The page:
Tag: It’s A Wonderful Life

Memories make us rich

Former Packers columnist Vic Ketchman likes to say “memories make us rich.”

I think about this a lot, but I gave it special consideration during this year’s annual viewing of It’s A Wonderful Life when, at the very end—in arguably the film’s best moment—Harry says, “A toast to my big brother, George, the richest man in town.”

He’s rich because all of Bedford Falls is dumping a veritable fortune on his table. He’s also rich—richer, I’d say—because of who is doing the dumping and why they’re doing it.

George had been offered a similar financial windfall earlier in the film when Potter tried to hire him, but he rebuffed it. Had he decided otherwise, he would have gained wealth of a kind, but also a kind of poverty that no amount of money could cure. He wouldn’t have had the same relationships with all the friends and family and townsfolk who filled his house with a different kind of windfall.

George was rich in the end because he remembered. He remembered the barrenness of his ghostly alternate life where he was never born. And he remembered—suddenly, when he wanted to live again—the meaning of all his family and friends and frustrating failures and small victories that had accumulated into something like a wonderful life.

Clarence Odbody (Angel Second Class) gets the last word in the movie with his book inspiration to George: “Remember, no man is a failure who has friends.” Remember these friends, he’s saying, not because they’re currently making you rich, but because they already have.

Which movie changed you?

On Being—a top-5 podcast for me—has a new offshoot podcast called This Movie Changed Me, with “one fan talking about the transformative power of one movie.” So far they’ve featured Star Wars: A New HopeEternal Sunshine of the Spotless Mind, and You’ve Got Mail.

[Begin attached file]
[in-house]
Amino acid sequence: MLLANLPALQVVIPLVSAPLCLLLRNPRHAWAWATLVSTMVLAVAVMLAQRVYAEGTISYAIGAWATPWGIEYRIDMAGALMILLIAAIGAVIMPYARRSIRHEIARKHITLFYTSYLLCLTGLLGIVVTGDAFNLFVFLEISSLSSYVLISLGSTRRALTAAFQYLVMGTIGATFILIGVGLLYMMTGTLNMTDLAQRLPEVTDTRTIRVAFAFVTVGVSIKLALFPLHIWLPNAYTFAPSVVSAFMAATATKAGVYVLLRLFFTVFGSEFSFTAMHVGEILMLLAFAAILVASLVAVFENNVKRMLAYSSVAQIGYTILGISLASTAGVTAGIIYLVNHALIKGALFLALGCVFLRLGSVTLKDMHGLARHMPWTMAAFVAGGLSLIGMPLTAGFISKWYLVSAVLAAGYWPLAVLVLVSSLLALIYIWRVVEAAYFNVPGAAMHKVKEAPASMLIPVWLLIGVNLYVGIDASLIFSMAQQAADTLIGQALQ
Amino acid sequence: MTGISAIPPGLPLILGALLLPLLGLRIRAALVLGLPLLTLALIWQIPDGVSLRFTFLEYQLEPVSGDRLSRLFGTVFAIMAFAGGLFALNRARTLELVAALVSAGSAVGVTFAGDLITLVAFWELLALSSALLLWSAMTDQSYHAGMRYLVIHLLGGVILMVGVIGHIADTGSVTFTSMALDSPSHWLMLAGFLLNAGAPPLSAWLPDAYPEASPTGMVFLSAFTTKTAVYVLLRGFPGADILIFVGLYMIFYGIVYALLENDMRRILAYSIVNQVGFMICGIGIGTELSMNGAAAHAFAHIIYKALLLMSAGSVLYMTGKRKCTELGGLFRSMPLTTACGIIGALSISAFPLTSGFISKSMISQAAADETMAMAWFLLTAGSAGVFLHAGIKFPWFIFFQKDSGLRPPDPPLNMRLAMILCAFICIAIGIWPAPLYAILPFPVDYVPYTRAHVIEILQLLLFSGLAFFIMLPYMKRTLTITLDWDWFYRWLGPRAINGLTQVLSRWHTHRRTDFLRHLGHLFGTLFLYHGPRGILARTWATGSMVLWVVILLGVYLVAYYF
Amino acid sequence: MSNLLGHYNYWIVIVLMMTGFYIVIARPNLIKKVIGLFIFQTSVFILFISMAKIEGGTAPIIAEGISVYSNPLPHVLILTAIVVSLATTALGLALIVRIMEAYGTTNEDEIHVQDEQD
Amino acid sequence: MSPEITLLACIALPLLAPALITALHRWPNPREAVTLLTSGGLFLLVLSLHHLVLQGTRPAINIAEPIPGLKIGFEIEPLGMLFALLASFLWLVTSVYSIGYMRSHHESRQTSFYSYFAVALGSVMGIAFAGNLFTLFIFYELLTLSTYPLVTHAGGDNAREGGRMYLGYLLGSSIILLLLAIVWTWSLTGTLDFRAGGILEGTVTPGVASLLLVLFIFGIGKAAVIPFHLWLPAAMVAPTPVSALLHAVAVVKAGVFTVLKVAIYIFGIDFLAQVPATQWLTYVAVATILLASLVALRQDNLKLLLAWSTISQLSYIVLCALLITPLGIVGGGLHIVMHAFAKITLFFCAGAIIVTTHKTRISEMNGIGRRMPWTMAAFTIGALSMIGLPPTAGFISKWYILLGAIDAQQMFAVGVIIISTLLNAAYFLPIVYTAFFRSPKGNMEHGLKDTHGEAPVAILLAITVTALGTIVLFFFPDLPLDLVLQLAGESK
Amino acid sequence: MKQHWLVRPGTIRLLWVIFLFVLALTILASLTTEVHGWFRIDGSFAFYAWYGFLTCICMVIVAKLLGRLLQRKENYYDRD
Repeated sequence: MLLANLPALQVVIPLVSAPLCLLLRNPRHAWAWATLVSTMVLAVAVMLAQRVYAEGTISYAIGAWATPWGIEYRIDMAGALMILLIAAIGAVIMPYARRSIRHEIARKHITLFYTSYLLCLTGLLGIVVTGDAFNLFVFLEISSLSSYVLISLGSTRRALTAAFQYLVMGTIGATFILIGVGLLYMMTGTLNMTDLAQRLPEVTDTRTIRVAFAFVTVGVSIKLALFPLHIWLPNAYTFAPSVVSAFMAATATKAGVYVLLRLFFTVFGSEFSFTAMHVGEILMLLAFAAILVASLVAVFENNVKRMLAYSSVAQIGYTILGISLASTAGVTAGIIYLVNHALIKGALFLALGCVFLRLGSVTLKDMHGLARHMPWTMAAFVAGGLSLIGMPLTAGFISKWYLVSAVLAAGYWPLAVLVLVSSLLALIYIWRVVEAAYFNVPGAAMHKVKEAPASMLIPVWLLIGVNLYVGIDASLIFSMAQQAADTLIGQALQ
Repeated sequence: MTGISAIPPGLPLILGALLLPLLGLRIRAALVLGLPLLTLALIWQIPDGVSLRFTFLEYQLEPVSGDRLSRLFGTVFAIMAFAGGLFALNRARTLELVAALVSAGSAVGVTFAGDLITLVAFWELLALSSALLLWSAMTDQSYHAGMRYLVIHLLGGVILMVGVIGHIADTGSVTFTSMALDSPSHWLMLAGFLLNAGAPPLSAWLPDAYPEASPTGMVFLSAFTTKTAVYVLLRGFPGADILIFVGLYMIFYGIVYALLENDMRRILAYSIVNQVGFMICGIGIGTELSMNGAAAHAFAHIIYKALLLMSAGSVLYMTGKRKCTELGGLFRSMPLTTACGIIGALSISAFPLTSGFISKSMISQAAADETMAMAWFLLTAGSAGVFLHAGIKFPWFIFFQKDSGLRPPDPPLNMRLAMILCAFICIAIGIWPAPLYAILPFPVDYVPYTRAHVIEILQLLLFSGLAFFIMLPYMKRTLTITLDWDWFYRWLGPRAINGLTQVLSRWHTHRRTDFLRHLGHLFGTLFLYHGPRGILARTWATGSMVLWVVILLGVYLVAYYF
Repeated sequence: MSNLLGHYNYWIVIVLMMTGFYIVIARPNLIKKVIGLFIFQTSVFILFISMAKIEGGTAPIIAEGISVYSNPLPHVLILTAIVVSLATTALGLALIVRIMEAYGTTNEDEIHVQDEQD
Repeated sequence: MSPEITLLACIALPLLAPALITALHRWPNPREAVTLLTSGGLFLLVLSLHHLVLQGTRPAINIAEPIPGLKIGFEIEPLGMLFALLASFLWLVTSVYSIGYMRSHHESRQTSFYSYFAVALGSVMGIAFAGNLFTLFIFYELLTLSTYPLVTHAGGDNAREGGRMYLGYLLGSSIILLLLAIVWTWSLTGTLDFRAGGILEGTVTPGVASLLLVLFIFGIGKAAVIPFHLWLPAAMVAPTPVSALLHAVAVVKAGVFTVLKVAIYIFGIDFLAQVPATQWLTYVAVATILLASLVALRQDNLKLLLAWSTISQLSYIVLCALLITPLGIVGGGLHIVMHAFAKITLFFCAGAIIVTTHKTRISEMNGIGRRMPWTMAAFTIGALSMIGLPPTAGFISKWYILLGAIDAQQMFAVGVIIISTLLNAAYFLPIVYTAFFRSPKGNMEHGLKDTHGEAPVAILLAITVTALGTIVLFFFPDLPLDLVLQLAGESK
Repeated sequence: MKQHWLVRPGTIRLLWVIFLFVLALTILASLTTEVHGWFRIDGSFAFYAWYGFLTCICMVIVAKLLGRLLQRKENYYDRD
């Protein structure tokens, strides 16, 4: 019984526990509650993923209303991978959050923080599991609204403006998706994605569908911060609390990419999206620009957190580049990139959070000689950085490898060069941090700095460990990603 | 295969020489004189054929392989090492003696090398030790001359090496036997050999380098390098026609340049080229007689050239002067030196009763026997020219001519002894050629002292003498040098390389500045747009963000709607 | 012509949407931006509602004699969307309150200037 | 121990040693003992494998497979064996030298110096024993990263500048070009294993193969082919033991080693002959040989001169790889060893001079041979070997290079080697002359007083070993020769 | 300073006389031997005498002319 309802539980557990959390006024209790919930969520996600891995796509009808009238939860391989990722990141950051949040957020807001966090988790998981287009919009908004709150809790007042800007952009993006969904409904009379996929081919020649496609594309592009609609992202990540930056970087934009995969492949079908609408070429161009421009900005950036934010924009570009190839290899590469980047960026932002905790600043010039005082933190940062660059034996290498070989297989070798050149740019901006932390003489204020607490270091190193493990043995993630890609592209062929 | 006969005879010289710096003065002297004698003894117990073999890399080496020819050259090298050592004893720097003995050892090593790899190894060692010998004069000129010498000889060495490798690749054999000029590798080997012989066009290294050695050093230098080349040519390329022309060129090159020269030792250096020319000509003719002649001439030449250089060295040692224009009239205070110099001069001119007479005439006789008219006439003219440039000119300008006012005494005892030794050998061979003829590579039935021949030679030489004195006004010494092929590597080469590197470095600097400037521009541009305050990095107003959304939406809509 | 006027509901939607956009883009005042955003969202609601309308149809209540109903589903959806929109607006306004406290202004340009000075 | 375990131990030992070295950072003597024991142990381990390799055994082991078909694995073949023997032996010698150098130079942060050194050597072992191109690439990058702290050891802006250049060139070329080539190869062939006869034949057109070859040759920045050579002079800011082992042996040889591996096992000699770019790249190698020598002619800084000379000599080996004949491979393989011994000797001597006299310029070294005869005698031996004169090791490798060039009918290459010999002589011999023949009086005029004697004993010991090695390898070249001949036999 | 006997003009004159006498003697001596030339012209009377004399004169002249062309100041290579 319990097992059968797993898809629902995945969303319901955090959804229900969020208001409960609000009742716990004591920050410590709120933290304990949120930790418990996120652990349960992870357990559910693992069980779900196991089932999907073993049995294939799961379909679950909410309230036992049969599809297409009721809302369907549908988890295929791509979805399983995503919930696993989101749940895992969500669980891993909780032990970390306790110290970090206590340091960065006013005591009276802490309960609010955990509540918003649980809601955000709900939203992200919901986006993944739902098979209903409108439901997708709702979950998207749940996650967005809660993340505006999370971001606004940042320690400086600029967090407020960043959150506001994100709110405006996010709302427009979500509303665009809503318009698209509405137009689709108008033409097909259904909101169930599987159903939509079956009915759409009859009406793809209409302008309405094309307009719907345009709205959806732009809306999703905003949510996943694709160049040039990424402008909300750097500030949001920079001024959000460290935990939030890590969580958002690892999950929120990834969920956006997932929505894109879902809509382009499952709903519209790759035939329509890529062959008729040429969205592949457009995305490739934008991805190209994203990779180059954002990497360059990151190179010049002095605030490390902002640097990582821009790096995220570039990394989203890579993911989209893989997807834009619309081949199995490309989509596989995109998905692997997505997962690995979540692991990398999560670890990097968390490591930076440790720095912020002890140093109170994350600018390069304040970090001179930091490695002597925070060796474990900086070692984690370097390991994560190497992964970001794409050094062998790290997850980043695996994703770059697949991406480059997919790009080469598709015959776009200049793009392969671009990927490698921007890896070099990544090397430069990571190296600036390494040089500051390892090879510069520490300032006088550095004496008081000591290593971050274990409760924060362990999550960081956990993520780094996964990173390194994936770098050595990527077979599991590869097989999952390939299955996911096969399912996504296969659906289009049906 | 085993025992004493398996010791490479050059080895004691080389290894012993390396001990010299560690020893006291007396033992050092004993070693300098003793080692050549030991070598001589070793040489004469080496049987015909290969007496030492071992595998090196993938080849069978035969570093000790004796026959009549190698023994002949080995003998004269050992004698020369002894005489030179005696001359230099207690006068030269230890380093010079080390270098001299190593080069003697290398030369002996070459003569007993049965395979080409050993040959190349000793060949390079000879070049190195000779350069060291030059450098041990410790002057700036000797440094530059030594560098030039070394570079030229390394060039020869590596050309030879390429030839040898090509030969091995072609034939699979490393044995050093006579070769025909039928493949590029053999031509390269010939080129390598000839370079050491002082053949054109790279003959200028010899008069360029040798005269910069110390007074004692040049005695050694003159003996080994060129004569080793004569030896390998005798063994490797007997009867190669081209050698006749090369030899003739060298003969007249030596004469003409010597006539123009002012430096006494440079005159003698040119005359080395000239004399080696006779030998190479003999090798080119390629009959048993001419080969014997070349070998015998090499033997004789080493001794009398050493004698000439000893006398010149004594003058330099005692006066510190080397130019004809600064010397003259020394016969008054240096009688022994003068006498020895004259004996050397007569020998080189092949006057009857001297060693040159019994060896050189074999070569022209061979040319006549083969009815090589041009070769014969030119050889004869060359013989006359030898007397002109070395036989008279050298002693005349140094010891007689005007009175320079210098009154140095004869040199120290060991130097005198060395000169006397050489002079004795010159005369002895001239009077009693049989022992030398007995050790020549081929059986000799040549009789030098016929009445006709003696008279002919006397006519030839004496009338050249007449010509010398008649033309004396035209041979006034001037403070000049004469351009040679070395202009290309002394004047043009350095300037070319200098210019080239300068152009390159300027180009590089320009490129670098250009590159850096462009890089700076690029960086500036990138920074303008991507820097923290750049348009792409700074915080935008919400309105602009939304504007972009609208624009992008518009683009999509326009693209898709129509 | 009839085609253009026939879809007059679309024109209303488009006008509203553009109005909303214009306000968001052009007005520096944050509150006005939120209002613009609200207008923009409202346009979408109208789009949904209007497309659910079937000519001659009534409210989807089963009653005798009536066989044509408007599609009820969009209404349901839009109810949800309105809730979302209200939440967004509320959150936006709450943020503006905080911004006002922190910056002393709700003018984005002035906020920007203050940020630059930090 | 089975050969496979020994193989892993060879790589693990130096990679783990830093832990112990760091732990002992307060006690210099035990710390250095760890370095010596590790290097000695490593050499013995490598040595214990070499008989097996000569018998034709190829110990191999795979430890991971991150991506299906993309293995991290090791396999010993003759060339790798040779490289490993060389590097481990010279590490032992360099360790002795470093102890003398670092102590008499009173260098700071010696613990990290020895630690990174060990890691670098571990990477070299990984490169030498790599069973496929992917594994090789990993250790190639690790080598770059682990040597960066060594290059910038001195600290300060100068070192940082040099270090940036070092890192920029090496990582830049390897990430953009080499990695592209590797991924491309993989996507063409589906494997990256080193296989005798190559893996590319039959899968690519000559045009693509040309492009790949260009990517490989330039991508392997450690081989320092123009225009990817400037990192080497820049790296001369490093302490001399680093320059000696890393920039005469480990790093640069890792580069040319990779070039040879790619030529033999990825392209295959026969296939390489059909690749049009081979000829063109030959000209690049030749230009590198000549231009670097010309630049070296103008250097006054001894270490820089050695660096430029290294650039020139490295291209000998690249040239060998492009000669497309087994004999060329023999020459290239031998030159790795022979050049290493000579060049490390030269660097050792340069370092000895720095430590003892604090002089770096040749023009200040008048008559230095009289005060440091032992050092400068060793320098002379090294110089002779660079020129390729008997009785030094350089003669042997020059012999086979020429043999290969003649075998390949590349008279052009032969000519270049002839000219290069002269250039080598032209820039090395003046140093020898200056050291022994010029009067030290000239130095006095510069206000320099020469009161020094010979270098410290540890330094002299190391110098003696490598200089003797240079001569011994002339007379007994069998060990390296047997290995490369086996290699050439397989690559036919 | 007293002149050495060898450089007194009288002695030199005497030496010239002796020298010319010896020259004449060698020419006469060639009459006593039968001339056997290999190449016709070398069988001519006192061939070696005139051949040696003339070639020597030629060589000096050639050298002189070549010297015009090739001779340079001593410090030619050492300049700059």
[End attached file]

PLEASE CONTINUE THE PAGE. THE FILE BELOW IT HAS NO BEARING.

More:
It made me think about what mine would be. The quick and easy answer would be Back to the Future, if only because of how much I’ve written about it on this site. But I think there are other candidates. Some that come to mind, all for different reasons, include It’s a Wonderful LifeHigh FidelityOnceToy Story, and Unbreakable.

I don’t know. I have to think about this. What’s yours?

Update: I want to include some of the replies I’ve gotten to this query:

  • “Oddly enough, Snowpiercer. While it’s a terribly chaotic movie, man, it haunts me every day. The ignorant frivolity of the front car compared to the ruthless survival of the back cars…way too real. I probably think about it every day. Because I’m one of the front car a**holes.”
  • “It’s A Wonderful Life. Each Christmas Eve we watch it I learn something from the movie that is applied to my life; courage through hardship, wisdom of God, love of family and friends, mystery of life. It’s amazing how this movie has been intertwined with me on a small yet profound level.”
  • “Cloud Atlas. I frankly had a spiritual experience in the theater. It articulated my worldview in a way I hadn’t really seen before (or at least to that extent). Uneven as it may be, it floored me.”
  • “While I look at it quite differently now, Chasing Amy had a huge impact on me. Her monologue about sexual freedom and independence is feminist AF and it was like finally having my thoughts and feelings validated.”
  • Do the Right Thing made me aware of how I process anger as a white person.”

For when you want to live again

A half-deaf star with promise,
next always to the one who grew into a supernova
and left to shine brightly,
shrinks and stares at the cold abyss.
Then the supernova returns with its light,
to its small town in the universe.

A eucatastrophe to save a life,
For when you want to live again.

Good tidings it brings to its kin,
and salvation,
calling riches into being
for the sake of old times.

How it all comes together in the end:
The machinations of love embodied by
Mary, Christmas.
It’s a cacophonous love
that drafts through the doors,
with jubilation and release,
understanding and aid.
A jolly band on parade:
wine flowing,
voices singing,
bells ringing,
coins clinking,
and lovers bringing
peace and wholeness, like you’ve been given wings
for a first-class trip
home again.

My Mouth’s Bleedin’!

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Today is the day, the only day of the year, when I watch It’s A Wonderful Life. Watching the classic Christmas movie with a bowl of popcorn and a crackling fire on Christmas Eve has become perhaps the longest tradition with my family. Another tradition, getting up at 5 a.m. on Christmas morning and waiting for our parents to wake up, luckily has died out now that we’re all grown. But I suspect watching George Bailey on his “red letter day” will never get old.